I just finished David Sedaris’ latest book and something he mentioned in one of the essays stuck in my head. Someone had been to a seminar on becoming successful, during which the participants were asked to imagine a stove with four burners, representing family, friends, health and work. They were then told that in order to be successful at any one of these aspects in life, you have to turn off one of the others. In order to be very successful, you have to turn off two. That’s fairly thought-provoking. 

In the last year or two, as my work load has increased, I’ve turned off the friend burner. Not entirely — perhaps it's more accurate to say that I turned it down — but there's only so much of me to go around. Blessedly, many of my friends have been in the same situation, so the shrinking of the friend space wasn't always only on my end. Sometimes it was, though. More recently, I seem to have turned off the health burner. And that's very definitely a no-no when you have RA. In retrospect, I wonder if my months-long simmering flare might be connected to this.

As Eduardo was talking, I started crying. Not out of frustration or hurt feelings, but from relief. With every word he said, it was like he removed another set of blinders from my eyes and I could see the insanity that my life had become. I could see how far from grounded I was and how far I'd come from honouring the gift of my second go at life. Sure, busy is good. But the kind of busy that stops you from feeling joy? That's not the point of living, is it?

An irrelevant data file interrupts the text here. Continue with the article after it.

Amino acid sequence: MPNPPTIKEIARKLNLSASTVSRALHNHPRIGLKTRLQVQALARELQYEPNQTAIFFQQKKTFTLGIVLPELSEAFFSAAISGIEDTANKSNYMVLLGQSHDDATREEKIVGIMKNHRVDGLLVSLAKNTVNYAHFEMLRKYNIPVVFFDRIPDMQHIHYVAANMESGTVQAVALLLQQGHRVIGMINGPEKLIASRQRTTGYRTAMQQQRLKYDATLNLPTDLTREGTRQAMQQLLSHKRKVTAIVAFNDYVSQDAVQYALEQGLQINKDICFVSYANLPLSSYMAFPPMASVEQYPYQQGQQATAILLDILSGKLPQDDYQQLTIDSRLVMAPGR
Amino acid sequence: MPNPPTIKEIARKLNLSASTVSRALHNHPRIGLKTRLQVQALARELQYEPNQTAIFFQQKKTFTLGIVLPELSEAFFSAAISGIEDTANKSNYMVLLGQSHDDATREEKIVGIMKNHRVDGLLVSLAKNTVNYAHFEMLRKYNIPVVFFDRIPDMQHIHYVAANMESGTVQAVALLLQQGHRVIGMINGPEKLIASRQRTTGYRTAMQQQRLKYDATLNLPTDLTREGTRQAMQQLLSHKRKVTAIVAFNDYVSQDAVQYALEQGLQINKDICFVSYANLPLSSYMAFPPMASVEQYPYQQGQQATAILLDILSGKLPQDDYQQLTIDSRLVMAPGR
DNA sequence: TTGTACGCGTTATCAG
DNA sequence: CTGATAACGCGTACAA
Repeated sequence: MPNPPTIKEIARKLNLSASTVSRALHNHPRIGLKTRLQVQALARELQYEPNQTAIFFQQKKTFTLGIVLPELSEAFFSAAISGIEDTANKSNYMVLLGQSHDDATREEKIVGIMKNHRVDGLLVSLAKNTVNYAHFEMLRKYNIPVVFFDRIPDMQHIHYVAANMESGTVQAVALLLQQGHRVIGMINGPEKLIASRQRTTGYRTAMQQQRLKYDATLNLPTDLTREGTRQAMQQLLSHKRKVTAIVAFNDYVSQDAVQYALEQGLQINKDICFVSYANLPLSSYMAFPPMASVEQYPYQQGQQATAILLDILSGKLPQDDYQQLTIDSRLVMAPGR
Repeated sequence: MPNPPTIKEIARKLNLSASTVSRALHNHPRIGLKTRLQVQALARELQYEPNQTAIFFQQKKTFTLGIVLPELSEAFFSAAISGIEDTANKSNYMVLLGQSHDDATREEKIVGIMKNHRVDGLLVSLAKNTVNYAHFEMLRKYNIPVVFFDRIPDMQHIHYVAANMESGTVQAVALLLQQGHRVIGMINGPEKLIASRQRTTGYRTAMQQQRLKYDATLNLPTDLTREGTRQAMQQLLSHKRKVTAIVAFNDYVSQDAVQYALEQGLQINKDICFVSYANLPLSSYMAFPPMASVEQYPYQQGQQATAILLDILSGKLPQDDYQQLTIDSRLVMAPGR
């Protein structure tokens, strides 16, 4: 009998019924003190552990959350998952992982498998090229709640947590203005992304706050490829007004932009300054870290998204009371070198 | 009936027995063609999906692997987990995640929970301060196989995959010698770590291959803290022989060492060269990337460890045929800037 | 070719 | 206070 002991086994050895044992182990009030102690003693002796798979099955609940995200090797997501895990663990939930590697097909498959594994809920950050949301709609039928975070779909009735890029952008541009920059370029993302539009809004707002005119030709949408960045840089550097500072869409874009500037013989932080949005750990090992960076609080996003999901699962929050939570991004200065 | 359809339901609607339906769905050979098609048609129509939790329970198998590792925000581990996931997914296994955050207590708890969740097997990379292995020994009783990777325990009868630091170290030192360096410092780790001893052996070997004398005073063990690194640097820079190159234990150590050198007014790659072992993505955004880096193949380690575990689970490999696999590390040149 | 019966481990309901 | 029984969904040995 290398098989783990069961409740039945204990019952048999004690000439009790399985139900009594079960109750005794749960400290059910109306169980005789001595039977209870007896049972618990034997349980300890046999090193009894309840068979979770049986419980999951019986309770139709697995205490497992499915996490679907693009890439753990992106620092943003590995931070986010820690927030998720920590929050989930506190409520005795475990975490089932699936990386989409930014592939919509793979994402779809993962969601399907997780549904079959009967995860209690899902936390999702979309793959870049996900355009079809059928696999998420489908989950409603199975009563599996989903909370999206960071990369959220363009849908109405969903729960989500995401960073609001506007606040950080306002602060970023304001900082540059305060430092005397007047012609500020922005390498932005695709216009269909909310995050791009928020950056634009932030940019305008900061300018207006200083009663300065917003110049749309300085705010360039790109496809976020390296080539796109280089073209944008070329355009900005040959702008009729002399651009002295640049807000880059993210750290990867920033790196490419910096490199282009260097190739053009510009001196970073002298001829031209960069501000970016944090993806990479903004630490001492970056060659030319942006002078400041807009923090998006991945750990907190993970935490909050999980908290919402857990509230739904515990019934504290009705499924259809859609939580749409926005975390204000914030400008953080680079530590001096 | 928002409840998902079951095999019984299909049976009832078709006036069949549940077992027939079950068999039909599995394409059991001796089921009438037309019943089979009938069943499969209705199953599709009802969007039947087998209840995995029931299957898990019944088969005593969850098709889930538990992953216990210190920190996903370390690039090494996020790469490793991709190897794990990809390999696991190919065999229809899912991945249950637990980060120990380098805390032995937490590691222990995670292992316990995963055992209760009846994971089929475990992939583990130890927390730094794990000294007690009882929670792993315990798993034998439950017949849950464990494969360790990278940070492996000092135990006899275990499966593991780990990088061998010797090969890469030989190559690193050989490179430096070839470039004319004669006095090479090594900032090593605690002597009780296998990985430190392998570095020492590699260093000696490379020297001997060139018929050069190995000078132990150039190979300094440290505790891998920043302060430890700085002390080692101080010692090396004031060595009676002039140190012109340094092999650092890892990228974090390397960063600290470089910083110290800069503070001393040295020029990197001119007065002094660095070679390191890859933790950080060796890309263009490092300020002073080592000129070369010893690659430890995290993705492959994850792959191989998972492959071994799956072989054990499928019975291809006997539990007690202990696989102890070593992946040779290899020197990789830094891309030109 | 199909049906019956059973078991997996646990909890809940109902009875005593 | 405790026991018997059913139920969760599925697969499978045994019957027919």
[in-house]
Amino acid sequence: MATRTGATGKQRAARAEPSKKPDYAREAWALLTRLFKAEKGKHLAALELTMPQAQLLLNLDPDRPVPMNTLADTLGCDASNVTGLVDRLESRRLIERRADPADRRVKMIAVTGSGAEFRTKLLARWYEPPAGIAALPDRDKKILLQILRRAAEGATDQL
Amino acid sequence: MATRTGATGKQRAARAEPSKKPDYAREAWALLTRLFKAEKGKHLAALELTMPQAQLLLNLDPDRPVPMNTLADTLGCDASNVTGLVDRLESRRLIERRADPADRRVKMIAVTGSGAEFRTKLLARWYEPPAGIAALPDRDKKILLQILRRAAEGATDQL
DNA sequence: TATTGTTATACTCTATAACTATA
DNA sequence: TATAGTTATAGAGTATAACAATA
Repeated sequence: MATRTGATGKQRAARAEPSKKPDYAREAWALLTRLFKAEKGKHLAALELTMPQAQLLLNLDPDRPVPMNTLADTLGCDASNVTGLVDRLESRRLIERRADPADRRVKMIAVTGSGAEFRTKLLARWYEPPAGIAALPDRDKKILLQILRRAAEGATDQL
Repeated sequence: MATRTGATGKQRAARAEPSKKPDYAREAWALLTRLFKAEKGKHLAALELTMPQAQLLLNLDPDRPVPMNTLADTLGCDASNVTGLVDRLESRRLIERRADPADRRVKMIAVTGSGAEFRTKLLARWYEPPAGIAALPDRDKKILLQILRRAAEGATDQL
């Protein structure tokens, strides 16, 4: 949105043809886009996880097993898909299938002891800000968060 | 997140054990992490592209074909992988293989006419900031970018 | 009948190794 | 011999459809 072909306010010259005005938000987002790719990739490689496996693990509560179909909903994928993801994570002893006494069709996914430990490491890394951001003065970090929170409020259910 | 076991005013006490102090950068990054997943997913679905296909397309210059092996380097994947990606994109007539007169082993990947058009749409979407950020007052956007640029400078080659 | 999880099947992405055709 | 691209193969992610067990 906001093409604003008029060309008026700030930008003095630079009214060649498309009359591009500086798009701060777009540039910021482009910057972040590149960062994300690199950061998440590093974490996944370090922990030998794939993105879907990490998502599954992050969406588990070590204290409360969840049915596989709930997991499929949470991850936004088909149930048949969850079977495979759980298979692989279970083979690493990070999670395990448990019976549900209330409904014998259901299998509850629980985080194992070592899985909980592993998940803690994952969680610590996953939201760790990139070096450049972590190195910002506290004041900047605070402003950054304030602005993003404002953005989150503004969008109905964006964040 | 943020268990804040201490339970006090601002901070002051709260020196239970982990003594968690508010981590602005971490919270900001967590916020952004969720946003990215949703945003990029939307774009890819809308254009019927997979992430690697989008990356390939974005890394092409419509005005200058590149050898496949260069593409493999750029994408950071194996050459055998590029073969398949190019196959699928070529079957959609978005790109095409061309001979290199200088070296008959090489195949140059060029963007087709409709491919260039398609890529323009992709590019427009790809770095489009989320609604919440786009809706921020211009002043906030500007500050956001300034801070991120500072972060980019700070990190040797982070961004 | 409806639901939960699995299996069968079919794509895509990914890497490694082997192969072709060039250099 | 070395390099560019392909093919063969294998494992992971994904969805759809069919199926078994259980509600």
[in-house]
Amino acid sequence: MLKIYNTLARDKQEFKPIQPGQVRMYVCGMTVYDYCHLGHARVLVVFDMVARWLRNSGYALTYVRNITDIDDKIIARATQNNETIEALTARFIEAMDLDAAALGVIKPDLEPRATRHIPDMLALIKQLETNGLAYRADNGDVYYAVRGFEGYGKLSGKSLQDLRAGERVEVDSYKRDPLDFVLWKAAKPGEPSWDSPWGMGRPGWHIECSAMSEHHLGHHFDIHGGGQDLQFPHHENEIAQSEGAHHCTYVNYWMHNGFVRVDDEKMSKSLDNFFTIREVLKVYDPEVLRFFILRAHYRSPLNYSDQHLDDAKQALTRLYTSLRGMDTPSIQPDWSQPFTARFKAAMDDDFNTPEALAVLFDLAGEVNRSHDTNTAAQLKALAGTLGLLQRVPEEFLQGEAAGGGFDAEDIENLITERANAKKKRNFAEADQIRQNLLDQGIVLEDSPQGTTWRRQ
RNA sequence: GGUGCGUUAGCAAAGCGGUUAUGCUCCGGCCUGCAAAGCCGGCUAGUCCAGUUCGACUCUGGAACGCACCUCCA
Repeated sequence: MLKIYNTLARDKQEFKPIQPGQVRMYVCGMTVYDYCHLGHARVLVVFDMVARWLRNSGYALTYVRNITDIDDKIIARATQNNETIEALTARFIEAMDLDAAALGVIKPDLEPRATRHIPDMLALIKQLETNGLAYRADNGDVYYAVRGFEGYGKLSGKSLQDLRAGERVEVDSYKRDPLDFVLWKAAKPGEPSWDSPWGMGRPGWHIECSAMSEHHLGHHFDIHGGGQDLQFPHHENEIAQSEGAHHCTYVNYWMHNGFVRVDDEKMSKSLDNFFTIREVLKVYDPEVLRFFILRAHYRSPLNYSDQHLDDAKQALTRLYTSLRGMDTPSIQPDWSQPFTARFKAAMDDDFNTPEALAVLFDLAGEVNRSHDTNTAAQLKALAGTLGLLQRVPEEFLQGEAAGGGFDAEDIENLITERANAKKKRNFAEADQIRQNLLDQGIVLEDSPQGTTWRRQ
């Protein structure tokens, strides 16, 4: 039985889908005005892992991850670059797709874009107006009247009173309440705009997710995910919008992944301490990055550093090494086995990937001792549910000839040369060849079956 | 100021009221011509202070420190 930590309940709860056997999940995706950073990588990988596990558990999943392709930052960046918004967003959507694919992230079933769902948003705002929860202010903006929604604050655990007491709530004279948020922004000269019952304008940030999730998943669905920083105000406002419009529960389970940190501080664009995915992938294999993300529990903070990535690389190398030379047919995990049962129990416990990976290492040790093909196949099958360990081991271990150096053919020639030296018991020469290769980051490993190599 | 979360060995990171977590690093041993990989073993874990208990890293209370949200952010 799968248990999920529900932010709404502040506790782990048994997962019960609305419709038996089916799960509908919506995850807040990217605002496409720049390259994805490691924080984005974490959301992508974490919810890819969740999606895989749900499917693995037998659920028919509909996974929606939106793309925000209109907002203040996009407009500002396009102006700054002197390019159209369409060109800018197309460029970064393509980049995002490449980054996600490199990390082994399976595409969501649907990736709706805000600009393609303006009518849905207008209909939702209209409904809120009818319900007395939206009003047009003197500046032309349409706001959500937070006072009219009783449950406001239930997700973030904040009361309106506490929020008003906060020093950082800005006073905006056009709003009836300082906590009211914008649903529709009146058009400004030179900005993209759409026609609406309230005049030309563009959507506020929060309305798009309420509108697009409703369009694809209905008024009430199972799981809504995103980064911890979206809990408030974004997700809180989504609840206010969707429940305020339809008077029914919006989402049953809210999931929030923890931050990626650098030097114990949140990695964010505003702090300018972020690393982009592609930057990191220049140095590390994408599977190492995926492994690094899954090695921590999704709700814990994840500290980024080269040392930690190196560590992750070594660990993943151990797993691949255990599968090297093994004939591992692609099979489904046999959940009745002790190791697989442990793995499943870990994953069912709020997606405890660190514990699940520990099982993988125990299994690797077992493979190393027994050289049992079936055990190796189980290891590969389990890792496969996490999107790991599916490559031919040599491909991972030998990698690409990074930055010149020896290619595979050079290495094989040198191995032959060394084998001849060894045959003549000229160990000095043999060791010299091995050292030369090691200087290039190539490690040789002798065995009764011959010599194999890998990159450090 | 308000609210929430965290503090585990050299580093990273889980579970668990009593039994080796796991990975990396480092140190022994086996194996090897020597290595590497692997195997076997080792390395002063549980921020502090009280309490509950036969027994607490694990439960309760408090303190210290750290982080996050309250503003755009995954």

There is no rush. This is my journey, not someone else's. It is up to me to make it something uniquely mine, something that respects and reflects all of who I am, not just the part that thinks I'm invincible.

So I've stepped away from writing Book Two. It needs to percolate some more and I need to rediscover writing for the joy of it. I need to create some mental space to think, to reconnect with my friends, with who I am and what I believe. To remember that yes, the work is important, but I can't lose the other things that make my life joyful in the process.

A week ago, a good friend gave me the gift of perspective. And I'm grateful.

I am exactly where I'm supposed to be.


Marietta said…
I bought book one the day it came out, and still have not even come close to being even halfway through...I've been too busy (not good for my disease state either!). My point is, please remember that those of us on the receiving end of your wonderful book have not had time to digest all the information, and there is NO RUSH to get another out. The first is so chock full of information. Too much too soon and our heads might explode! :)